According to market researcher NPD, Samsung is by far the most successful seller of computers based on Google’s Chromebook platform in the U.S., with 60 percent of the market in 2013. But it has more and more company: Acer, Asus, Dell, HP, Toshiba and Google itself all make Chrome machines in a variety of sizes and with varying approaches.
Today, Samsung is announcing a line of Chromebooks it calls Chromebook 2 — and since it includes two models for the first time, it does indeed count as a line. The changes involved are incremental, but they continue the general recent trend of Chromebooks increasingly encroaching on the low end of the market for Windows-based notebooks.
For the first time, Samsung is offering a 13.3-inch Chromebook with a 1920-by-1080 HD screen — a size which makes for a more plausible primary computer for more people than Samsung’s current 11.6″ model. It weighs 3.09 pounds and comes with a 2.1-GHz Exynos processor, 4GB of RAM and 16GB of solid-state storage.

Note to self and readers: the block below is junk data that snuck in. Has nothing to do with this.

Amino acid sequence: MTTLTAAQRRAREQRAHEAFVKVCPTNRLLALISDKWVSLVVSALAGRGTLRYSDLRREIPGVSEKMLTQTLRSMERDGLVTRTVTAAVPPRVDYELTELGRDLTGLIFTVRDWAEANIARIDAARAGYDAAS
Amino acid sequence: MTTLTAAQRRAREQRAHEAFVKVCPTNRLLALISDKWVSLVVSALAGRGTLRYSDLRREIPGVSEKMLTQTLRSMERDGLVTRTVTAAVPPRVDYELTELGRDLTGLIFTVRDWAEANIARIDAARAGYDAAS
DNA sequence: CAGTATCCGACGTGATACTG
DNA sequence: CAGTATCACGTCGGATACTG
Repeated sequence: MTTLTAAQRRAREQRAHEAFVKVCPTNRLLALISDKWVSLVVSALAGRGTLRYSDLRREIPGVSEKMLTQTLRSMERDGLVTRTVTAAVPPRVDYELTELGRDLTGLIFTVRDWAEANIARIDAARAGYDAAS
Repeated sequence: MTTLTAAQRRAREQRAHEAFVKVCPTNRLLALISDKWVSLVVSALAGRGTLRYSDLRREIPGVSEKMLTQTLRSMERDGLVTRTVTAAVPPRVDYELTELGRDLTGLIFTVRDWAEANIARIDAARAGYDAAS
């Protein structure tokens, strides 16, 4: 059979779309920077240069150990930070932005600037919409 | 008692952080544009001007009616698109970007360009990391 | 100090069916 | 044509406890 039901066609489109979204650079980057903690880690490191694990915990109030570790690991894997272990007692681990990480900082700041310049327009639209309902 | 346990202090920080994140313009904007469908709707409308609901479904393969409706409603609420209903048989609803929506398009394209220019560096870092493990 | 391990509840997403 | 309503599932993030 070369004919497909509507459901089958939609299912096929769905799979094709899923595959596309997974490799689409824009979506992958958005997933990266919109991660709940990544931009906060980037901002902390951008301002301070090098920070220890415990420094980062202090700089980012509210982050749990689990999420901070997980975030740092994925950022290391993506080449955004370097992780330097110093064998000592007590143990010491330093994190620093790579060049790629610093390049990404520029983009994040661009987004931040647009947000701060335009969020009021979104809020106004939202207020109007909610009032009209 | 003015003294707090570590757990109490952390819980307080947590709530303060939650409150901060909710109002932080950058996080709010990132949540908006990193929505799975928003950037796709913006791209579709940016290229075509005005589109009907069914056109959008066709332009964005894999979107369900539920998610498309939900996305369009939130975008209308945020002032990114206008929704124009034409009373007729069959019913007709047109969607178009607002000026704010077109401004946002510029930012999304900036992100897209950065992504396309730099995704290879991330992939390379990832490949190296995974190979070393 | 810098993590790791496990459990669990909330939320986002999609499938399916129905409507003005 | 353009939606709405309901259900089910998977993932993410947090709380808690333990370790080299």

Samsung says it can run for up to 8.5 hours on a charge. And rather than looking like a knockoff of Apple’s MacBook Air done in plastic, as the existing Chromebook does, it’s got a gray case done up in a stitched, leather-like material, a look also seen in other Samsung devices such as the Galaxy Note 3. (I’ll reserve judgement on whether that’s a touch of class or tacky until I’ve seen the system in person.)
The Chromebook 2 line also includes a revised 11.6-inch model, still with a 1366-by-768 screen. It, too, is at least a bit less MacBook-like than its predecessor, since it comes in black and white variants, also with the leather-ish look, rather than the silver of the current version. Its specs are similar to the 13.3-inch model and a little nicer than the current model, with a 1.9-GHz Exynos chip, 4GB of RAM and 16GB of storage. It weighs 2.43 pounds and is rated for up to eight hours of battery life.
I’m struck by the list prices for these new Chromebooks, which are due to arrive next month: The 13.3-incher is $399, and the 11.6-inch one is $320. By Chromebook standards, that’s high: The current 11.6-inch Samsung lists for $250, and Toshiba has a 13.3-inch model (albeit with a lower-res screen than Samsung’s) for $280.
If Google-powered laptops have been selling quite well lately, it’s surely in part because they’re typically priced below the cost of even typical low-end Windows machines. Samsung’s new models cross over into Windows territory, price wise; if they sell well, it’ll be because customers — consumers, as well as the schools Samsung says are a major market for Chromebooks — opted for them over Windows models based on their merits rather than because they couldn’t afford anything else.
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